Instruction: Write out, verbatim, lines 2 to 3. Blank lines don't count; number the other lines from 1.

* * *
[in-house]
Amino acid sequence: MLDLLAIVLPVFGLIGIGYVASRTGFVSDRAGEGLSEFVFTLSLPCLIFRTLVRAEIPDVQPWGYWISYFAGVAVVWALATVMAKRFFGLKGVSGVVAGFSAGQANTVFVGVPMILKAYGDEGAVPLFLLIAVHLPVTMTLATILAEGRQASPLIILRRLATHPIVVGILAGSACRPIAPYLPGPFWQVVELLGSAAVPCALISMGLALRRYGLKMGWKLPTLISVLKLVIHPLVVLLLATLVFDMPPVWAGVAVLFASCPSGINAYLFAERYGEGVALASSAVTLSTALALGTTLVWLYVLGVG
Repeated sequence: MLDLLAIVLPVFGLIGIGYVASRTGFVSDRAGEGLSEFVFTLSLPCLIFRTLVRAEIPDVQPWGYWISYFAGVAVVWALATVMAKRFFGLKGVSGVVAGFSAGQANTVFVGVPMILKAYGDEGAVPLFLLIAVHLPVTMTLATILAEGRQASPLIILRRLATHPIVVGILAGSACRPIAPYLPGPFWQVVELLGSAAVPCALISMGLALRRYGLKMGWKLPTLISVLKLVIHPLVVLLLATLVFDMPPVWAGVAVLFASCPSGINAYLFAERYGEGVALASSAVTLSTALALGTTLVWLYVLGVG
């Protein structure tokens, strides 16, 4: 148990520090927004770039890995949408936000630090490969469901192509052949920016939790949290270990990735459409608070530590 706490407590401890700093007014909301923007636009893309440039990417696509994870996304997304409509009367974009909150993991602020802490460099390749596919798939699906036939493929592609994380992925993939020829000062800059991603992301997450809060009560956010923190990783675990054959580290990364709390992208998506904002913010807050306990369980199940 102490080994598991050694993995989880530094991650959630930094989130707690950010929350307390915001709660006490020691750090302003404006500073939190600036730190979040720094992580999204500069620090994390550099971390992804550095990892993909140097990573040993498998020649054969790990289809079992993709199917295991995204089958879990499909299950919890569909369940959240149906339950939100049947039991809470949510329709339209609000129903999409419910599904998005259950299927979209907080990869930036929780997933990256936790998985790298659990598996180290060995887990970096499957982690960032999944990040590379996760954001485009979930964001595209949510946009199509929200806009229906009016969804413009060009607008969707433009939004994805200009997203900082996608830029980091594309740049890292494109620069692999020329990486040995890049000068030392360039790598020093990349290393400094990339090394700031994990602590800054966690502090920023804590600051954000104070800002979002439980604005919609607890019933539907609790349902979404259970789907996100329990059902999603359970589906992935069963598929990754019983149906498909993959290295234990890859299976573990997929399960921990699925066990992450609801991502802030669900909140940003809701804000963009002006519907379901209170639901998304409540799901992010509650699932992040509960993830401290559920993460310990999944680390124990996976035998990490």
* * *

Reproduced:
Amino acid sequence: MLDLLAIVLPVFGLIGIGYVASRTGFVSDRAGEGLSEFVFTLSLPCLIFRTLVRAEIPDVQPWGYWISYFAGVAVVWALATVMAKRFFGLKGVSGVVAGFSAGQANTVFVGVPMILKAYGDEGAVPLFLLIAVHLPVTMTLATILAEGRQASPLIILRRLATHPIVVGILAGSACRPIAPYLPGPFWQVVELLGSAAVPCALISMGLALRRYGLKMGWKLPTLISVLKLVIHPLVVLLLATLVFDMPPVWAGVAVLFASCPSGINAYLFAERYGEGVALASSAVTLSTALALGTTLVWLYVLGVG
Repeated sequence: MLDLLAIVLPVFGLIGIGYVASRTGFVSDRAGEGLSEFVFTLSLPCLIFRTLVRAEIPDVQPWGYWISYFAGVAVVWALATVMAKRFFGLKGVSGVVAGFSAGQANTVFVGVPMILKAYGDEGAVPLFLLIAVHLPVTMTLATILAEGRQASPLIILRRLATHPIVVGILAGSACRPIAPYLPGPFWQVVELLGSAAVPCALISMGLALRRYGLKMGWKLPTLISVLKLVIHPLVVLLLATLVFDMPPVWAGVAVLFASCPSGINAYLFAERYGEGVALASSAVTLSTALALGTTLVWLYVLGVG